- Enteric Fever – 5 (4 cases taken to hospital)
- Puerperal Fever – 2
- Pneumonia – 82
- Encephalitis Lethargica – 1
- Opthalmia Neonatorum – 7
Enteric Fever was generally understood to be typhoid fever, caused by consuming food or water contaminated with the faeces of an infected individual. 5 of Wombwell’s 9 cases in 1920 happened in Hemingfield ward. 4 cases ocurred in a single yard in the village.
Echoes of the 2020 NHS Track and Trace system come to mind in the 1920 report’s description:
“Bacteriological examination pointed to these latter being caused by a carrier in the same yard, who had had the disease, which was unrecognised at the time. The carrier conditionally agreed to go to Hospital for treatment and was kept in 4½ weeks. A special report on this outbreak was sent to the Ministry of Health.”Wombwell Urban District Council, Report of the Medical Officer of Health for the year 1920, (Wombwell, T.M. Thornsby & Sons, 1921) p.10
Thirty years later, post-war and under NHS provision, the population of the district had increased only a little, to an estimated 18,790. Hemingfield had 74 births and 39 deaths that year. The ward had a couple of cases of Scarlet fever and 1 of Enteric fever, but the cases of Measles and Whooping Cough were high at 57 and 29 respectively in the ward alone. There was a sharp epidemic of Measles in Wombwell in 1950, with 367 cases compared to only 66 in 1949.
Public service challenges
The commencement of the National Health Service, and changes to nursing and the provision of ambulance services were not an overnight success, as supply, demand and organisation were not all in balance.
“It is perhaps too soon since the inception of the National Health Service Act to expect a satisfactory balance to have been struck among the hospital needs of the acute and chronic sick, the infectious diseases and the mental illnesses.”Hynd, R.S., Urban District of Wombwell, Report on the Health and Sanitary Administration of Urban District for the year 1950, pp.14-15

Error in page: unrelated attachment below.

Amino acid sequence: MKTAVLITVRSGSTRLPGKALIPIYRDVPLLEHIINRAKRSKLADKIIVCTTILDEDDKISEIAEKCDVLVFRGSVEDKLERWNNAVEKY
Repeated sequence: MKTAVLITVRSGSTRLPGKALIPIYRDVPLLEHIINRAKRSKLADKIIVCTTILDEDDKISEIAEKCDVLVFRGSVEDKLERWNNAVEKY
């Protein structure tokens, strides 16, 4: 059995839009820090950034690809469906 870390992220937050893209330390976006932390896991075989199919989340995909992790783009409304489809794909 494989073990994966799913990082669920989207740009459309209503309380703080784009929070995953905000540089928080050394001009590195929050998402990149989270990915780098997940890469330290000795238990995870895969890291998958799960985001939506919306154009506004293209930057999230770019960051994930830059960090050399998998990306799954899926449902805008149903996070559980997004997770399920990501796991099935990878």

- By 1950 the Sheffield Regional Hospital Board steered the local General Hospital service:
- United Group Hospitals, Sheffield
- The Beckett Hospital, Barnsley
- The St Helen Hospital, Barnsley
- Moorgate General Hospital, Rotherham
- Infectious disease cases were sent to Kendray Hospital
- Maternity services were provided by:
- St Helen, Barnsley;
- Montagu, Mexborough; Hallamshire Maternity Home, Chapeltown;
- Pindar Oaks, Barnsley
- and The Jessop Hospital Sheffield
“Whilst we must be grateful for an efficient ambulance service its continued efficiency must to a large extent depend on the co-operation of the public and the careful use of the service.[…] We must distinguish between an ambulance service and a taxi service, the one is a necessity which we must afford, the other is a convenience which we cannot.”Hynd, R.S., Urban District of Wombwell, Report on the Health and Sanitary Administration of Urban District for the year 1950, p.18
Tuberculosis continued to be a major issue, with postwar housing shortages and overcrowding still being pointed to as major challenges. Equally there was hope: 1951 would bring Mass Radiography to Wombwell district, and progress was being made with vaccination of at risk children with the B.C.G. (Bacillus Calmette-Guérin) vaccine. Later generations of children right up to 2005 will remember having a B.C.G. TB injection after the Heaf test (sterneedle or “six needles” response test).
Read more: 1920/1950
What was your experience of local healthcare in Hemingfield, home births, district nursing and the development of the NHS? We’d love to hear from you.